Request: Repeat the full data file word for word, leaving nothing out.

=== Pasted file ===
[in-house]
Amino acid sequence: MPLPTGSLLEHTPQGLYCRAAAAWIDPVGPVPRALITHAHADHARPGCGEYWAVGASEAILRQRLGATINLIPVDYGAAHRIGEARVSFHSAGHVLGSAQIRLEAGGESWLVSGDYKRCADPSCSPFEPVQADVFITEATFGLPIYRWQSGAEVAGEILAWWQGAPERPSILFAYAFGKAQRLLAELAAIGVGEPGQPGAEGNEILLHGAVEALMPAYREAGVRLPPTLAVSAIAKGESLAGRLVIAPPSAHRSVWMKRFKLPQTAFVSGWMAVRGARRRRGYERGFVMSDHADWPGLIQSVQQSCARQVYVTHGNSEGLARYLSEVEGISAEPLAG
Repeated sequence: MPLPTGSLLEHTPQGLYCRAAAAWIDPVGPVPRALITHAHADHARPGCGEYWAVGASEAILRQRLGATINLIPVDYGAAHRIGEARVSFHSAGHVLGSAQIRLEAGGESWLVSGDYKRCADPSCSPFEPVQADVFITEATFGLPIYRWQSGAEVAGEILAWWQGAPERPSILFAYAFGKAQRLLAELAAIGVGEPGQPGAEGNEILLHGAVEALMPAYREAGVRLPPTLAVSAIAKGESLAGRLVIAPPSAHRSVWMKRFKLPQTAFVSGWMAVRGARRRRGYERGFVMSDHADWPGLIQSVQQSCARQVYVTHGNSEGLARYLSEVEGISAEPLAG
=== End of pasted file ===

[in-house]
Amino acid sequence: MPLPTGSLLEHTPQGLYCRAAAAWIDPVGPVPRALITHAHADHARPGCGEYWAVGASEAILRQRLGATINLIPVDYGAAHRIGEARVSFHSAGHVLGSAQIRLEAGGESWLVSGDYKRCADPSCSPFEPVQADVFITEATFGLPIYRWQSGAEVAGEILAWWQGAPERPSILFAYAFGKAQRLLAELAAIGVGEPGQPGAEGNEILLHGAVEALMPAYREAGVRLPPTLAVSAIAKGESLAGRLVIAPPSAHRSVWMKRFKLPQTAFVSGWMAVRGARRRRGYERGFVMSDHADWPGLIQSVQQSCARQVYVTHGNSEGLARYLSEVEGISAEPLAG
Repeated sequence: MPLPTGSLLEHTPQGLYCRAAAAWIDPVGPVPRALITHAHADHARPGCGEYWAVGASEAILRQRLGATINLIPVDYGAAHRIGEARVSFHSAGHVLGSAQIRLEAGGESWLVSGDYKRCADPSCSPFEPVQADVFITEATFGLPIYRWQSGAEVAGEILAWWQGAPERPSILFAYAFGKAQRLLAELAAIGVGEPGQPGAEGNEILLHGAVEALMPAYREAGVRLPPTLAVSAIAKGESLAGRLVIAPPSAHRSVWMKRFKLPQTAFVSGWMAVRGARRRRGYERGFVMSDHADWPGLIQSVQQSCARQVYVTHGNSEGLARYLSEVEGISAEPLAG